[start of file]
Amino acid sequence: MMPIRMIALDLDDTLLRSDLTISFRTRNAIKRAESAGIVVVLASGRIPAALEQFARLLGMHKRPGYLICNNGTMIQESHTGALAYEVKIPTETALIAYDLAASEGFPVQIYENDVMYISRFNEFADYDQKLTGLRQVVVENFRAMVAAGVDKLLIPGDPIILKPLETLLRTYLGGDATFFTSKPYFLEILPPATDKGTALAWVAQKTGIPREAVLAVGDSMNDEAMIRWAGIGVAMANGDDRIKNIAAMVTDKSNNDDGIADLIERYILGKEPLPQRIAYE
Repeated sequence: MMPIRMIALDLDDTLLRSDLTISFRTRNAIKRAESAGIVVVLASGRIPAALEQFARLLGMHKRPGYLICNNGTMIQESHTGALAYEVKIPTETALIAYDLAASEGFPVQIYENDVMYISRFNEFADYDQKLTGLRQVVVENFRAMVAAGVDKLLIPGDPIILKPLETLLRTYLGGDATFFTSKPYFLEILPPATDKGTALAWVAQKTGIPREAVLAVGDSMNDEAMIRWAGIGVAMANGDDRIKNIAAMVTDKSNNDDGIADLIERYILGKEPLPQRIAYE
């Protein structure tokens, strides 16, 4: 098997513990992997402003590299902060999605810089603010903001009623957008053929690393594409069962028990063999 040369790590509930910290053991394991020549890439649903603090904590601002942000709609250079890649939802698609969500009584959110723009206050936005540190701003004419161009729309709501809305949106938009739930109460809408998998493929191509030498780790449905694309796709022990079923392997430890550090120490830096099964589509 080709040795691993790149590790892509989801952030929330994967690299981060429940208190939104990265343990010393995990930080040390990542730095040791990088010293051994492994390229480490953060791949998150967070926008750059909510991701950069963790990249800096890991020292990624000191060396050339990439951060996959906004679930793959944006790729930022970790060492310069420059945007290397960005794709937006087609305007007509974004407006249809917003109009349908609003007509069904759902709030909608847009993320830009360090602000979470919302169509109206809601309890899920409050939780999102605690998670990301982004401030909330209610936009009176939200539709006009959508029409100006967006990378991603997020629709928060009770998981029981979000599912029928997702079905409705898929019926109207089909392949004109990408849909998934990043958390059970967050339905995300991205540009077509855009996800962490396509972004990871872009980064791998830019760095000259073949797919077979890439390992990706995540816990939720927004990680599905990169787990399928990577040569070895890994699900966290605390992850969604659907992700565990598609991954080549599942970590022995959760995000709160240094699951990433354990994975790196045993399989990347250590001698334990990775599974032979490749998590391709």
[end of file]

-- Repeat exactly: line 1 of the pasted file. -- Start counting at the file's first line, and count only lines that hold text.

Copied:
Amino acid sequence: MMPIRMIALDLDDTLLRSDLTISFRTRNAIKRAESAGIVVVLASGRIPAALEQFARLLGMHKRPGYLICNNGTMIQESHTGALAYEVKIPTETALIAYDLAASEGFPVQIYENDVMYISRFNEFADYDQKLTGLRQVVVENFRAMVAAGVDKLLIPGDPIILKPLETLLRTYLGGDATFFTSKPYFLEILPPATDKGTALAWVAQKTGIPREAVLAVGDSMNDEAMIRWAGIGVAMANGDDRIKNIAAMVTDKSNNDDGIADLIERYILGKEPLPQRIAYE